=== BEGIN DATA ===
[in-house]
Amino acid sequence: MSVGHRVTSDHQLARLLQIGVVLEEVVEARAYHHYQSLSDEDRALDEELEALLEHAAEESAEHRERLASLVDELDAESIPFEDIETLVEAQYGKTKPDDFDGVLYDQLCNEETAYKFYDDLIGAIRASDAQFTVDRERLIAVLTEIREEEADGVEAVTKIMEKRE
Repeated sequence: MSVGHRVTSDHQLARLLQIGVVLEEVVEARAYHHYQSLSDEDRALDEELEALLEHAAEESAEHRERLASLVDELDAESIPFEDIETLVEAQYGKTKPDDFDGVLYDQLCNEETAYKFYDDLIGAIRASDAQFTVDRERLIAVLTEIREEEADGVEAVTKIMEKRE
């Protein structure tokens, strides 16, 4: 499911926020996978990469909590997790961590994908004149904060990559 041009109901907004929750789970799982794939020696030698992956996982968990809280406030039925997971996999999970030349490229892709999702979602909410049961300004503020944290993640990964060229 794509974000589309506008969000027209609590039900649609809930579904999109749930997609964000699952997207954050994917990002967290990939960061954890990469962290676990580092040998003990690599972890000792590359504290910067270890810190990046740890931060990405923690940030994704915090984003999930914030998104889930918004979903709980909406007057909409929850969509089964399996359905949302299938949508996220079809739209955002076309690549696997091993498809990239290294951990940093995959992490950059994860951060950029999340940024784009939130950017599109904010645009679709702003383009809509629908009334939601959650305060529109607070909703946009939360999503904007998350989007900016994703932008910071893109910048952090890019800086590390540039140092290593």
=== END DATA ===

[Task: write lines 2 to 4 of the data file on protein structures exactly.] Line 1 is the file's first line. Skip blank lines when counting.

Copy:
Amino acid sequence: MSVGHRVTSDHQLARLLQIGVVLEEVVEARAYHHYQSLSDEDRALDEELEALLEHAAEESAEHRERLASLVDELDAESIPFEDIETLVEAQYGKTKPDDFDGVLYDQLCNEETAYKFYDDLIGAIRASDAQFTVDRERLIAVLTEIREEEADGVEAVTKIMEKRE
Repeated sequence: MSVGHRVTSDHQLARLLQIGVVLEEVVEARAYHHYQSLSDEDRALDEELEALLEHAAEESAEHRERLASLVDELDAESIPFEDIETLVEAQYGKTKPDDFDGVLYDQLCNEETAYKFYDDLIGAIRASDAQFTVDRERLIAVLTEIREEEADGVEAVTKIMEKRE
């Protein structure tokens, strides 16, 4: 499911926020996978990469909590997790961590994908004149904060990559 041009109901907004929750789970799982794939020696030698992956996982968990809280406030039925997971996999999970030349490229892709999702979602909410049961300004503020944290993640990964060229 794509974000589309506008969000027209609590039900649609809930579904999109749930997609964000699952997207954050994917990002967290990939960061954890990469962290676990580092040998003990690599972890000792590359504290910067270890810190990046740890931060990405923690940030994704915090984003999930914030998104889930918004979903709980909406007057909409929850969509089964399996359905949302299938949508996220079809739209955002076309690549696997091993498809990239290294951990940093995959992490950059994860951060950029999340940024784009939130950017599109904010645009679709702003383009809509629908009334939601959650305060529109607070909703946009939360999503904007998350989007900016994703932008910071893109910048952090890019800086590390540039140092290593």